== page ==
Fraser Forum

Government debt—a snapshot of each province

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The 2018 edition of the Federal Fiscal Tables is out, so it’s a good time to review the state of provincial government debt in Canada, especially given that we are about 10 years out from the financial crisis and Great Recession. Even though Canada apparently weathered that period better than other G-7 countries (with respect to GDP growth and employment), the years since have seen large deficits at both federal and provincial levels and rising debt.

The first chart below plots net provincial government debt in 2007-08 and 2017-18 for the 10 provinces.

In absolute amounts, Ontario has been by far the greatest accumulator, with its net debt rising from $156.6 billion to $323.8 billion for an increase of $167.2 billion. As a share of GDP, Ontario has gone from 26 per cent to nearly 40 per cent.

The next highest achievers in the provincial debt competition were Quebec and Alberta who added $54.6 billion and $54.4 billion respectively. As a share of GDP, Quebec grew from 41 per cent to 44 per cent while Alberta went from -13.4 per cent to 6 per cent. Indeed, Alberta went from a net financial asset position of $35 billion to a net public debt of $19.3 billion.  

All remaining provinces saw increases in net debt totals ranging from an increase of $18 billion for British Columbia to a low of $861 million for Prince Edward Island. B.C. saw its net debt-to-GDP ratio rise from 12 per cent to about 15 per cent while P.E.I.’s grew from 29 per cent to about 33 per cent. However, as a share of GDP, Newfoundland and Labrador now has the worse net debt position, with its net debt-to-GDP ratio rising from 35 per cent to approximately 46 per cent—the highest of the 10 provinces.

The percentage increases rather than the absolute dollar increases are also relevant given the varying output and population size of the provinces. The second chart plots the per cent increases in net provincial government debt from 2007-08 to 2017-18, from highest to lowest.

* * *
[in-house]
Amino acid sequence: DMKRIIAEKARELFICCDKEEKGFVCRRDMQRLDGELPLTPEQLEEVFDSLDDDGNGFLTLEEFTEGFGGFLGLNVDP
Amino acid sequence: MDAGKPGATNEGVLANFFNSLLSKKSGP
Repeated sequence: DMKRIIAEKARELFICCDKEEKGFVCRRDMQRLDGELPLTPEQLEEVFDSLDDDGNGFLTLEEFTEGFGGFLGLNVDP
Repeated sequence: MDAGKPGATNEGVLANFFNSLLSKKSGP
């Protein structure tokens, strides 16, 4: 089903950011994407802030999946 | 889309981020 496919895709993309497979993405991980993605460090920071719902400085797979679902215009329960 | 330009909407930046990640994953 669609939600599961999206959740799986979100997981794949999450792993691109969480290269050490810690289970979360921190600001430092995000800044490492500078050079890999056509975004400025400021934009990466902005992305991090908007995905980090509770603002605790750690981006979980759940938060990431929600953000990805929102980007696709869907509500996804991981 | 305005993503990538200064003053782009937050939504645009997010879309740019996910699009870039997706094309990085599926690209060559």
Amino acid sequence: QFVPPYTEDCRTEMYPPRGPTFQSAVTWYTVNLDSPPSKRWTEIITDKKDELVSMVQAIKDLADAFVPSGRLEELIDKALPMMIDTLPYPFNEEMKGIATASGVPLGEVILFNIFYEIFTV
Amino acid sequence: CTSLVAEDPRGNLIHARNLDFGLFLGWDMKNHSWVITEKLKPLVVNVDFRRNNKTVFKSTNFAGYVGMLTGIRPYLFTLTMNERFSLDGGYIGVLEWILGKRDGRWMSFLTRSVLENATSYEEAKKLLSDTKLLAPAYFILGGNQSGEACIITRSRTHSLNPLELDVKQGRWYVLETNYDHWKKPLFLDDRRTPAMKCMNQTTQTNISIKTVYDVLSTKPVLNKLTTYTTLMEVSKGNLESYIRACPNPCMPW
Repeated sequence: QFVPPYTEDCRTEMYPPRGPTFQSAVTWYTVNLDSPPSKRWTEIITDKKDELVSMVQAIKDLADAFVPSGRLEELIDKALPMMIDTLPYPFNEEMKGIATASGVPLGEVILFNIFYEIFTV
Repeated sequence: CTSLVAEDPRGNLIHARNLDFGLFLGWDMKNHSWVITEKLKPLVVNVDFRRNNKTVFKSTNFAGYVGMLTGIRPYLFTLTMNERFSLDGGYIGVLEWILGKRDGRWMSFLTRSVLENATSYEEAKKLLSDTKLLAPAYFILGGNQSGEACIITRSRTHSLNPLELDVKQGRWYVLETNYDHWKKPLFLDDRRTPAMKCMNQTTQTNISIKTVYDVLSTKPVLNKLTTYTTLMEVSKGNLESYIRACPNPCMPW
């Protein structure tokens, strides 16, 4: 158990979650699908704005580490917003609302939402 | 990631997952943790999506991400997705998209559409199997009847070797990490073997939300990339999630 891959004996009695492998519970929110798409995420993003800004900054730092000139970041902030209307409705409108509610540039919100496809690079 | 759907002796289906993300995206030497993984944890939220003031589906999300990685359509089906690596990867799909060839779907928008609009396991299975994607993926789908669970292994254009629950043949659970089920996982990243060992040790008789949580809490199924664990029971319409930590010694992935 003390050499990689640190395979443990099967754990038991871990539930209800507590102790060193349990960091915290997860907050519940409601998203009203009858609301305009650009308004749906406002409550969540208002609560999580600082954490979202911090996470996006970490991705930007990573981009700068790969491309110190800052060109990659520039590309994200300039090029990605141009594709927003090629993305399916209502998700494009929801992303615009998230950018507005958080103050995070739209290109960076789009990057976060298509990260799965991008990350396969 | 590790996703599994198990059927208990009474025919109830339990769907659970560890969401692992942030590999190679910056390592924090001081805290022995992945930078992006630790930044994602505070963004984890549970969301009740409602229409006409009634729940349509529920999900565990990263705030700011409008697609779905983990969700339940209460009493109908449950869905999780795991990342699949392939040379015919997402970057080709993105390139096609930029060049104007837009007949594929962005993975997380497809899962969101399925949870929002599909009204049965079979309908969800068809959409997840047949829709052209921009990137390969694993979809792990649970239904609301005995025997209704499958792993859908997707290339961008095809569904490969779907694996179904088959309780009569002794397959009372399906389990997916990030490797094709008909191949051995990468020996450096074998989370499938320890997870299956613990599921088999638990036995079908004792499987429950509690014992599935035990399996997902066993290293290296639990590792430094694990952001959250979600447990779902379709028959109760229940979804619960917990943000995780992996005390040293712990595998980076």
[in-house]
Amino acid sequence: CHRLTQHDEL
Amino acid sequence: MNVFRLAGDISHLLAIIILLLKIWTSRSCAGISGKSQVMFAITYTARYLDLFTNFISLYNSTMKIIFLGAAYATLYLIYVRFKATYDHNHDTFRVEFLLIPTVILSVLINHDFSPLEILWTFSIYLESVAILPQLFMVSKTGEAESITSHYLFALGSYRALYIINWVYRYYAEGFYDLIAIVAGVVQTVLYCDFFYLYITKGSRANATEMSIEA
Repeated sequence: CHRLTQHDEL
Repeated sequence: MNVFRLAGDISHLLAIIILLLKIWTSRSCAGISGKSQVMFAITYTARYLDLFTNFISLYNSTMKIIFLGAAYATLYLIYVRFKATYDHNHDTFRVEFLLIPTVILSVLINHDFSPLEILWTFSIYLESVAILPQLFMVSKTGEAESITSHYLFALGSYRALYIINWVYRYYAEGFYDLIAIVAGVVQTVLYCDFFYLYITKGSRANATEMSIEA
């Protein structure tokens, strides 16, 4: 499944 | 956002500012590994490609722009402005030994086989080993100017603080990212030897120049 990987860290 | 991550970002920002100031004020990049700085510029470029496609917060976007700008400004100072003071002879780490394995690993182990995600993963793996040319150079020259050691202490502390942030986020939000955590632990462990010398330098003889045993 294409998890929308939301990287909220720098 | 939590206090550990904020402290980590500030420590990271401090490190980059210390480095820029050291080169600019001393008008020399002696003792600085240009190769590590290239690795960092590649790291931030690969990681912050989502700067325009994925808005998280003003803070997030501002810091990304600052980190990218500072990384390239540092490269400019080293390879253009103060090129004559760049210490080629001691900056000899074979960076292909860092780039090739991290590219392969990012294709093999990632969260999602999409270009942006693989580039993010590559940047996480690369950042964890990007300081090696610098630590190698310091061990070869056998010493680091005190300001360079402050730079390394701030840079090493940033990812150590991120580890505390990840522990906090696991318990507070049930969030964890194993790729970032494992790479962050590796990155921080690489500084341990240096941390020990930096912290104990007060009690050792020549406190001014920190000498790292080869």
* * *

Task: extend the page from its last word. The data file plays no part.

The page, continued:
The largest percentage increases are for Alberta, Manitoba and Ontario, all of which saw their net debt more than double. Alberta saw its net debt position rise by an astounding 155 per cent (when the increase is based on the absolute value of the negative base number). Meanwhile, Manitoba saw its debt rise by 131 per cent, from $10.6 billion to $24.4 billion. And Ontario’s grew by 107 per cent.

Nova Scotia (23 per cent) had the smallest increase in provincial net debt over this period, followed by Quebec and Newfoundland (44 per cent each). However, Newfoundland’s performance is misleading given that its relatively good performance is a function of surpluses prior to 2011-12—it’s run very large  deficits since. As for Nova Scotia, after a period of deficits, it ran surpluses for 2016-17 and 2017-18 but its progress is fragile given an aging population, which affects the finances of all the Atlantic provinces. As for Quebec’s finances, they are a good news story to date, as the budget was balanced in 2014-15 with substantial surpluses since then.

Taken collectively, the net debt position of the provinces is a serious problem. Over the 10-year period from 2007-08 to 2017-18, total net debt grew from $317.3 billion to $645.7 billion for an increase of 104 per cent. In addition, 50 per cent of the net debt belongs to Ontario—a proportion much larger than its population share of 39 per cent. If Ontario gets its finances under control, it will have a major impact on the total provincial debt situation.